Cryptosporidium infection in a veal calf cohort in France: molecular characterization of species in a longitudinal study
Follet et al. / Veterinary Research 2011, 42:116.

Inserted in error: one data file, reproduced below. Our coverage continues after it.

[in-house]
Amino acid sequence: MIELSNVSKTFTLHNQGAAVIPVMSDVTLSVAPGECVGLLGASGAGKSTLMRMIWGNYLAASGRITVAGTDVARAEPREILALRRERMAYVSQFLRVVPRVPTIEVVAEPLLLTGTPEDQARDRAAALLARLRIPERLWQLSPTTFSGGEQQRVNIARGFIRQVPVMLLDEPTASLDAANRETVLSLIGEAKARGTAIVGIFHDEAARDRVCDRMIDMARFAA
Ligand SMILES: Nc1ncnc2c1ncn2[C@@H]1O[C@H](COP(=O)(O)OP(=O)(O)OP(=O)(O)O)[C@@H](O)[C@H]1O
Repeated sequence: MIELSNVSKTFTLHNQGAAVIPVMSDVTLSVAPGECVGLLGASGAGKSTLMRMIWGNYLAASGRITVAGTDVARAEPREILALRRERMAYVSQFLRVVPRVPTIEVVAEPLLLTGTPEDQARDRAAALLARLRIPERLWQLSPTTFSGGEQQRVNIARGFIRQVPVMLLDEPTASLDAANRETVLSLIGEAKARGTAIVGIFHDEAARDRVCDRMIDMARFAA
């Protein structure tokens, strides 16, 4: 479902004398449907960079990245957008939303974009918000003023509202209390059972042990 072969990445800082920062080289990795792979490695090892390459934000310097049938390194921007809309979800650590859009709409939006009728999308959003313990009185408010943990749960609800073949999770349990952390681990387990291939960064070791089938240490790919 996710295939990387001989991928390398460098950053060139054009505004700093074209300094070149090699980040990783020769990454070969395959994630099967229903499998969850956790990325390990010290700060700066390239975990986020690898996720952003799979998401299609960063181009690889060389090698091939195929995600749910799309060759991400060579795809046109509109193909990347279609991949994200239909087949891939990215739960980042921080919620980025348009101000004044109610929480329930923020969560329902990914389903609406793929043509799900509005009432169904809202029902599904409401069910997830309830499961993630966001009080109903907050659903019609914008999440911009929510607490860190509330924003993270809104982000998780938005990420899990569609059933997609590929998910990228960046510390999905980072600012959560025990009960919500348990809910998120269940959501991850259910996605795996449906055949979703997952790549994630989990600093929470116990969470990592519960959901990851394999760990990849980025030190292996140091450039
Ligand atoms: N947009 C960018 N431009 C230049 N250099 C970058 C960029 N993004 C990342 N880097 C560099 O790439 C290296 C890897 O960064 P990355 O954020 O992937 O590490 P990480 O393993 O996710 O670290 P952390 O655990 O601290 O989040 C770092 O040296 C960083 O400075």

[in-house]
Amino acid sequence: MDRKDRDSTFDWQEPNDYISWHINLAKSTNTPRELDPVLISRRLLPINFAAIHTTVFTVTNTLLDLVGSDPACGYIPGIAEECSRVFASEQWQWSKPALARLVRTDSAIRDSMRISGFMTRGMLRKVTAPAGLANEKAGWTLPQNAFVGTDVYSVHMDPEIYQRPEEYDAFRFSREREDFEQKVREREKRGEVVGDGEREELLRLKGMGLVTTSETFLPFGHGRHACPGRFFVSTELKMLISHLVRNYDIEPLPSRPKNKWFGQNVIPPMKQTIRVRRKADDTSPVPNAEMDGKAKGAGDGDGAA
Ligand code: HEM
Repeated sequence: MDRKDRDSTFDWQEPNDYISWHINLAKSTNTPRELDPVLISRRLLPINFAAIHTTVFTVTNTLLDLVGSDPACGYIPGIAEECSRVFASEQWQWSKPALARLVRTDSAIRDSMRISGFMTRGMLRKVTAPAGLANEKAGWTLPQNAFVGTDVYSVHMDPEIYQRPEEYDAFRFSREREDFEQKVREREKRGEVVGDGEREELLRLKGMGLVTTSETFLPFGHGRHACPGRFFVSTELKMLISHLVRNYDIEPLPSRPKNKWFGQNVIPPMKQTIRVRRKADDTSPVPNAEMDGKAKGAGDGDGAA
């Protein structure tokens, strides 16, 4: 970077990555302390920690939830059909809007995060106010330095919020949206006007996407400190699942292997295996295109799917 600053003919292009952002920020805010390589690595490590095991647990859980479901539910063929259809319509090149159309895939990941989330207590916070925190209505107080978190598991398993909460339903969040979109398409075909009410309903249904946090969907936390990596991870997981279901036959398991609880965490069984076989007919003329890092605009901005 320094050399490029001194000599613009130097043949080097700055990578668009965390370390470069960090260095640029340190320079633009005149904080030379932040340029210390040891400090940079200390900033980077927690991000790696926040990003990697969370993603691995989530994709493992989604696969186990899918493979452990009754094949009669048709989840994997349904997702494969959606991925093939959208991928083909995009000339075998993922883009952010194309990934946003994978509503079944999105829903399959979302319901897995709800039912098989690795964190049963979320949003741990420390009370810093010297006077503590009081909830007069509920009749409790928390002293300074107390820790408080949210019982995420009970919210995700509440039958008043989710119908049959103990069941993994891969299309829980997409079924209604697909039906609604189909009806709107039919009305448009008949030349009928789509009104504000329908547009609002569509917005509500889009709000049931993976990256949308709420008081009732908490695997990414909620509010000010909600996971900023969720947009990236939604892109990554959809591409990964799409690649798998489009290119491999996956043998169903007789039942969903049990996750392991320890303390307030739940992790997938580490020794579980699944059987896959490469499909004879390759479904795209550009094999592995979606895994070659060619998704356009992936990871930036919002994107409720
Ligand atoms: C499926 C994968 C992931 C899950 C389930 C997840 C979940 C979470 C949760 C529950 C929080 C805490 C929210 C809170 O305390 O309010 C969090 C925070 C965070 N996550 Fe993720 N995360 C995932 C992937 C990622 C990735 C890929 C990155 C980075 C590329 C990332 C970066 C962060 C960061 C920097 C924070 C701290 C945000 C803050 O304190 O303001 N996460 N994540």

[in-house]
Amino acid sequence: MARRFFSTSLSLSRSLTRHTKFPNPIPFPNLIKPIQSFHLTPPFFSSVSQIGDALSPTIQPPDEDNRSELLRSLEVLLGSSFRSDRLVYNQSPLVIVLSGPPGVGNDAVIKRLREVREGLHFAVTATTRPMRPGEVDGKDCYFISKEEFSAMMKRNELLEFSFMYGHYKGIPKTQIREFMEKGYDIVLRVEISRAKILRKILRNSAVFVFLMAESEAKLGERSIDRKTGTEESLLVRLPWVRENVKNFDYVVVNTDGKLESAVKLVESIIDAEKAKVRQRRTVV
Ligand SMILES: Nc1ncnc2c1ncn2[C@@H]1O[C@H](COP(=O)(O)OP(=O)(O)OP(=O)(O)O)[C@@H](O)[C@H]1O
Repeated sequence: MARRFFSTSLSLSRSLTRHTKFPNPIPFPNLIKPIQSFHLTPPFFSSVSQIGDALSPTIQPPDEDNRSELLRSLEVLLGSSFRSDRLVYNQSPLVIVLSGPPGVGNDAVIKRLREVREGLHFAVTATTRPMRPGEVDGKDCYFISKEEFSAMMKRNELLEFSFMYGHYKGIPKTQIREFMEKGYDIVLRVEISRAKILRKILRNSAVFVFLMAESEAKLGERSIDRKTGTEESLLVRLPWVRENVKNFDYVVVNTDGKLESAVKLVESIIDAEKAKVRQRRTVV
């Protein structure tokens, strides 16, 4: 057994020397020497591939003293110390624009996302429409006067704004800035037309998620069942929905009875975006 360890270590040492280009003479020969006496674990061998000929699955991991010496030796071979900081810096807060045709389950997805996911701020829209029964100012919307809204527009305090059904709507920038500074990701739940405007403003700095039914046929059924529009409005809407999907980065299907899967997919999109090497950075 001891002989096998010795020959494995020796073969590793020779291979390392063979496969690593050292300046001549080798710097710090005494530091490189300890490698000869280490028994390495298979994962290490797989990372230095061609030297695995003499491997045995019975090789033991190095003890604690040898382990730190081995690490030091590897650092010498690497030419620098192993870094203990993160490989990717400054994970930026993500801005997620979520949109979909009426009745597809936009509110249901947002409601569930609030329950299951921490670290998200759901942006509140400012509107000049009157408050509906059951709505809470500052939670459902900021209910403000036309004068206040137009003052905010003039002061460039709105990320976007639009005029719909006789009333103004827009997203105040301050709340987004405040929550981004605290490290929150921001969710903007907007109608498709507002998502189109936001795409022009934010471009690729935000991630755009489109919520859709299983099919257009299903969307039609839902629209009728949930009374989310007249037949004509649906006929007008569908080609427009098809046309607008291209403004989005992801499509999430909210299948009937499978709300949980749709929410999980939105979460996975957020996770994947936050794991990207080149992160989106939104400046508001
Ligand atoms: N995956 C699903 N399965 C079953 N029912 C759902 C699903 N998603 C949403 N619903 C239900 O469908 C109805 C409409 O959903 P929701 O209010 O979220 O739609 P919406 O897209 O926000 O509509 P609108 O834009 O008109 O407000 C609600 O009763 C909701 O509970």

Feces from 142 animals were collected on 15 farms in the region of Brittany, France. Each sample was directly collected from the rectum of the animal and identified with the ear tag number. Animals were sampled three times, at 5, 15 and 22 weeks of age. After DNA extraction from stool samples, nested PCR was performed to amplify partial 18S-rDNA and 60 kDa glycoprotein genes of Cryptosporidium. The parasite was detected on all farms. One hundred out of 142 calves (70.4%) were found to be parasitized by Cryptosporidium. Amplified fragments were sequenced for Cryptosporidium species identification and revealed the presence of C. parvum (43.8%), C. ryanae (28.5%), and C. bovis (27%). One animal was infected with Cryptosporidium ubiquitum. The prevalence of these species was related to the age of the animal. C. parvum caused 86.7% of Cryptosporidium infections in 5-week-old calves but only 1.7% in 15-week-old animals. The analysis of the results showed that animals could be infected successively by C. parvum, C. ryanae, and C. bovis for the study period. C. parvum gp60 genotyping identifies 6 IIa subtypes of which 74.5% were represented by IIaA15G2R1. This work confirms previous studies in other countries showing that zoonotic C. parvum is the dominant species seen in young calves.